Q&A with Boulder’s Jonathan Koehn on 5th Annual Carbon Neutral Cities Alliance Conference plus more
In September, Boulder hosted a meeting of the Carbon Neutral Cities Alliance, bringing together international leaders in local climate action. Boulder’s Regional Sustainability Coordinator, Jonathan Koehn, discussed the event and his city’s role as a climate leader.
How has Boulder become a hub for international climate science?
It’s a combination of the area’s natural beauty, research institutions and a public that really stands behind this important topic. Certainly, the community has long been concerned with preserving nature, which is best exemplified in the beautiful open space that surrounds the city. But the presence of the federal labs like NIST (National Institute of Standards and Technology) and NOAA (National Oceanic and Atmospheric Administration) and the University of Colorado has attracted world-class climate researchers from across the globe.
What is the Carbon Neutral Cities Alliance, and what was on the agenda for the recent meeting in Boulder?
Boulder recently hosted the 5th annual Carbon Neutral Cities Alliance (CNCA) annual meeting, with representatives from 22 of the world’s leading cities in climate action. Cities attending included Copenhagen, Rio de Janeiro, Yokohama, New York City, London, Melbourne, San Francisco, Oslo and many other leading global cities, all of whom have made commitments to reduce their carbon emissions by 80% or more by 2050.
It was such a remarkable honor to host some of the leading cities working on climate issues. During the week-long summit, we got a chance to discuss the great ideas, policies and projects other cities are working on. For instance, I learned about Vancouver’s impressive efforts to bring renewable transportation options to their residents and businesses. We also hosted a town hall which is available to watch at www.etown.org/live.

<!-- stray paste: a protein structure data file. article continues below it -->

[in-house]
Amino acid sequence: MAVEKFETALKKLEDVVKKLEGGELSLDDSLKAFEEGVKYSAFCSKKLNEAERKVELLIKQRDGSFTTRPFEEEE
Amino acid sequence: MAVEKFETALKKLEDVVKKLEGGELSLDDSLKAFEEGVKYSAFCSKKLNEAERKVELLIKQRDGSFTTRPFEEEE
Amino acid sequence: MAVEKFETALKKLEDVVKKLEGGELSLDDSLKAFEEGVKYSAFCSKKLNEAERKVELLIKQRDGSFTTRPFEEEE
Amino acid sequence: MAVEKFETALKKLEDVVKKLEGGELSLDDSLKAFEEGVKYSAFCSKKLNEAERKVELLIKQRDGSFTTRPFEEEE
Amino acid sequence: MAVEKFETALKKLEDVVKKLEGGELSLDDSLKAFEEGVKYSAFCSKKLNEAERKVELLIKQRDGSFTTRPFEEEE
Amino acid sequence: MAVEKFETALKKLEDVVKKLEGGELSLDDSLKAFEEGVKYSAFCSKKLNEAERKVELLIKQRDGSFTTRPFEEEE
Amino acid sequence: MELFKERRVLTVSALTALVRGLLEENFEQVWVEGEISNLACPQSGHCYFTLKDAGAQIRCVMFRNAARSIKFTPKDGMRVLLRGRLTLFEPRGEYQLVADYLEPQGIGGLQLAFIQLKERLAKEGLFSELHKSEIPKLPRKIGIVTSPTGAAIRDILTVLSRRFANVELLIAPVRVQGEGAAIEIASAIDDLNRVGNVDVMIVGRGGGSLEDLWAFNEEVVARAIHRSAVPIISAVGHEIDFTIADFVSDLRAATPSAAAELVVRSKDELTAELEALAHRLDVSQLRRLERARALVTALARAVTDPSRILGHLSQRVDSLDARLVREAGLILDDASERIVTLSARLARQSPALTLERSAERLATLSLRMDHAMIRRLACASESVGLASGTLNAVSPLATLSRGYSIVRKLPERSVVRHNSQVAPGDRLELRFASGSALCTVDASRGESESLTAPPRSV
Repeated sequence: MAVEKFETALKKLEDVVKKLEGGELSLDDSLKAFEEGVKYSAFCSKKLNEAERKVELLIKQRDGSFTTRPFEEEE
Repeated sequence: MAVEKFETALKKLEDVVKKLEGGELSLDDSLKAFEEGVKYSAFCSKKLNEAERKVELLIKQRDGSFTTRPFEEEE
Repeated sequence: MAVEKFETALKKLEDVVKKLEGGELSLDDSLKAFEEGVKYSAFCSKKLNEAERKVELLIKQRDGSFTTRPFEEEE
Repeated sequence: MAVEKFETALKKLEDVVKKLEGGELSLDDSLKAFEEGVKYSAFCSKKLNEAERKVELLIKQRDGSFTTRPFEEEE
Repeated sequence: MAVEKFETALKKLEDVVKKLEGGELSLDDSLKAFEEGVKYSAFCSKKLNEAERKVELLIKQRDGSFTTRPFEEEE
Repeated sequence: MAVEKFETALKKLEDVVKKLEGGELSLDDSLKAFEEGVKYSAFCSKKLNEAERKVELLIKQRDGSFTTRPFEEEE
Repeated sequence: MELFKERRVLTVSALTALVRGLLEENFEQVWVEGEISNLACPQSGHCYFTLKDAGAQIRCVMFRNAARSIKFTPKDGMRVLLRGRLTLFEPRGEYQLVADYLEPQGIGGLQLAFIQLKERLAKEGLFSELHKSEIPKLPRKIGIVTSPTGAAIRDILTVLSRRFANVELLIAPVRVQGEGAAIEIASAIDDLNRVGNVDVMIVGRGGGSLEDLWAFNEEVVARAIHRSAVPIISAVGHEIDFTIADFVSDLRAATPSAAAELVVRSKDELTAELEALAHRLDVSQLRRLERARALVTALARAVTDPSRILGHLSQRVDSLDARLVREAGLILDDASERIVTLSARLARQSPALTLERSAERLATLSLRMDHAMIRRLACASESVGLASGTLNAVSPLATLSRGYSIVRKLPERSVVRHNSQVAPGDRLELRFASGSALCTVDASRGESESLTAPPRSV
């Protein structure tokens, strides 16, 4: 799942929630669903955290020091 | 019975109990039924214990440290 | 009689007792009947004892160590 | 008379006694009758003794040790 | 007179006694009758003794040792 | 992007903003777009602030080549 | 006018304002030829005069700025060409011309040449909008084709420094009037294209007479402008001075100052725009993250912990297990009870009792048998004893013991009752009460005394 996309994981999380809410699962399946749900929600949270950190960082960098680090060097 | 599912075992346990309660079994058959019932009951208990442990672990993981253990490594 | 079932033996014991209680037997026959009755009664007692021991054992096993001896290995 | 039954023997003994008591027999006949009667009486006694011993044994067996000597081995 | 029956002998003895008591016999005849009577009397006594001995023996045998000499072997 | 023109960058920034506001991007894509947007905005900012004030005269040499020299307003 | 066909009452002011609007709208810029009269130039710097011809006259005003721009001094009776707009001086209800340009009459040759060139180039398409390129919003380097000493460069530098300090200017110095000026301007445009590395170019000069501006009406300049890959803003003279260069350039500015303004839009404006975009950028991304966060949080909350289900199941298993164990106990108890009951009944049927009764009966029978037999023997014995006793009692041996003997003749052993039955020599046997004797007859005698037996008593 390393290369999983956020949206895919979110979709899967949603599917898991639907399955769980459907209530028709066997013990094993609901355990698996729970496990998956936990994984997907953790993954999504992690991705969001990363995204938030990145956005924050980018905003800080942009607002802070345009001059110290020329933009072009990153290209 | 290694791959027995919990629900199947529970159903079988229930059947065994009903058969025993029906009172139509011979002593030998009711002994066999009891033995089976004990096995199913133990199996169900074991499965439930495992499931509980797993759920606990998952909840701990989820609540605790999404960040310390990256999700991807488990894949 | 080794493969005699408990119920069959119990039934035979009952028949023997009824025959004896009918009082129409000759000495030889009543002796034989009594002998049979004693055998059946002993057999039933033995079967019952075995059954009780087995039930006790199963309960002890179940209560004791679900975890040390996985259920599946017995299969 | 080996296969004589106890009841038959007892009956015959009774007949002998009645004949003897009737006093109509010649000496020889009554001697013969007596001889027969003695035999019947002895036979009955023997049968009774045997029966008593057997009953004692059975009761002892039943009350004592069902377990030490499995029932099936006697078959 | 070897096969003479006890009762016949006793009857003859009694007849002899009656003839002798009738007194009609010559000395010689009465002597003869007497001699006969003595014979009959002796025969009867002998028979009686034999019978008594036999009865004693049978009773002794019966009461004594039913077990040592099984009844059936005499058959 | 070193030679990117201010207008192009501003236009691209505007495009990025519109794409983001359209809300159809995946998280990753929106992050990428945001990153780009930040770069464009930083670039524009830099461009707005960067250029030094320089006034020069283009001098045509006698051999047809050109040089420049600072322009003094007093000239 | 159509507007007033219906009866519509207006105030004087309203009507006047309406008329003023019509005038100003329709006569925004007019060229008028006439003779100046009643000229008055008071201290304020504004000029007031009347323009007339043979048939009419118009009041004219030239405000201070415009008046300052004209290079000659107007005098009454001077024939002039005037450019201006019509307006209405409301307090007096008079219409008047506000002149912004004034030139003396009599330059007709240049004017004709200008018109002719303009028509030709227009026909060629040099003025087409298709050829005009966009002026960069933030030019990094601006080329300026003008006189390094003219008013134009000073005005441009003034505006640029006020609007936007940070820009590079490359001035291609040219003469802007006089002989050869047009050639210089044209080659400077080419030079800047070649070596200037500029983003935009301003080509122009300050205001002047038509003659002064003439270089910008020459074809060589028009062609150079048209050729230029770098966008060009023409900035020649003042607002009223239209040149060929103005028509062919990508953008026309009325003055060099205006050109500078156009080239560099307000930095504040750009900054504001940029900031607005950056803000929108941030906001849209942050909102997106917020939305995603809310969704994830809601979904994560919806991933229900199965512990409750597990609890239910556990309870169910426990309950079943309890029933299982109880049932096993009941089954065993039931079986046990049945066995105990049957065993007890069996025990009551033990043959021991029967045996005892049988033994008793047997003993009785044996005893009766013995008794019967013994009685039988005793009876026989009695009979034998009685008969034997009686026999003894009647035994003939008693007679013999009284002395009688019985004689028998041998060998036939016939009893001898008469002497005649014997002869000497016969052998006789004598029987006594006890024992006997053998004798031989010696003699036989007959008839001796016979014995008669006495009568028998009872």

What resources and support can Boulder offer other municipalities in Colorado looking to tackle implications of climate change?
There is a growing recognition that cities and towns are on the front lines when it comes to a changing climate. In Colorado, these changes are affecting our fragile high-altitude ecosystems and hit at the heart of our communities’ local economies, affecting roads and bridges, parks and forests, buildings, farming and agriculture, the ski industry, and public open space. This is a crisis that will affect our food, our national security, our water, our ability to live where we choose, and other basic human needs. Whether and how we address global warming is not a question of science, it's a question of values.
These challenges we face are so much bigger than any one community. While we will continue to share our experiences and lessons, we believe that the most effective actions are those we implement together. With a focus on training and program design, the Colorado Compact is creating vital local opportunities, while the Colorado Communities for Climate Action (CC4CA) is focusing on climate policy reform. These two coalitions are leading the way, and thanks to the leadership from all of the involved jurisdictions, we will create and implement new ways to stabilize the climate, while improving the health, safety and economic productivity of our communities.
I welcome the opportunity to share Boulder’s experiences. Folks are welcome to email me at email@example.com and I’d love to connect.